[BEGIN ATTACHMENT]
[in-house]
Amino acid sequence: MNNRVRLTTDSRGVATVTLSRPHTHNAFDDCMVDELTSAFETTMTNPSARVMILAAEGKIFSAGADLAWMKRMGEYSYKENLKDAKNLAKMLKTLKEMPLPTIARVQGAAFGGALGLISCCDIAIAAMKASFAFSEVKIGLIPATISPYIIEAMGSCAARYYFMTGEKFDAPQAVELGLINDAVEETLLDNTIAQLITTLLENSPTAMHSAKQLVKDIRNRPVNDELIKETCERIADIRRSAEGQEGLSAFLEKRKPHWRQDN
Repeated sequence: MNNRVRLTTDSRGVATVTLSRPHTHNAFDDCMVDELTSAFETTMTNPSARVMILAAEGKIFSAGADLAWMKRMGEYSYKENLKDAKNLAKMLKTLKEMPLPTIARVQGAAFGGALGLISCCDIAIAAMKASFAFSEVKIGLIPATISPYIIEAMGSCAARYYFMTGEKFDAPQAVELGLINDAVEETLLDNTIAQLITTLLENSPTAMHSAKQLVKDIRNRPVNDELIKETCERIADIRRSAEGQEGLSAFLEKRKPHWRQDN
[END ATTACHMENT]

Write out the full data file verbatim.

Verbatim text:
[in-house]
Amino acid sequence: MNNRVRLTTDSRGVATVTLSRPHTHNAFDDCMVDELTSAFETTMTNPSARVMILAAEGKIFSAGADLAWMKRMGEYSYKENLKDAKNLAKMLKTLKEMPLPTIARVQGAAFGGALGLISCCDIAIAAMKASFAFSEVKIGLIPATISPYIIEAMGSCAARYYFMTGEKFDAPQAVELGLINDAVEETLLDNTIAQLITTLLENSPTAMHSAKQLVKDIRNRPVNDELIKETCERIADIRRSAEGQEGLSAFLEKRKPHWRQDN
Repeated sequence: MNNRVRLTTDSRGVATVTLSRPHTHNAFDDCMVDELTSAFETTMTNPSARVMILAAEGKIFSAGADLAWMKRMGEYSYKENLKDAKNLAKMLKTLKEMPLPTIARVQGAAFGGALGLISCCDIAIAAMKASFAFSEVKIGLIPATISPYIIEAMGSCAARYYFMTGEKFDAPQAVELGLINDAVEETLLDNTIAQLITTLLENSPTAMHSAKQLVKDIRNRPVNDELIKETCERIADIRRSAEGQEGLSAFLEKRKPHWRQDN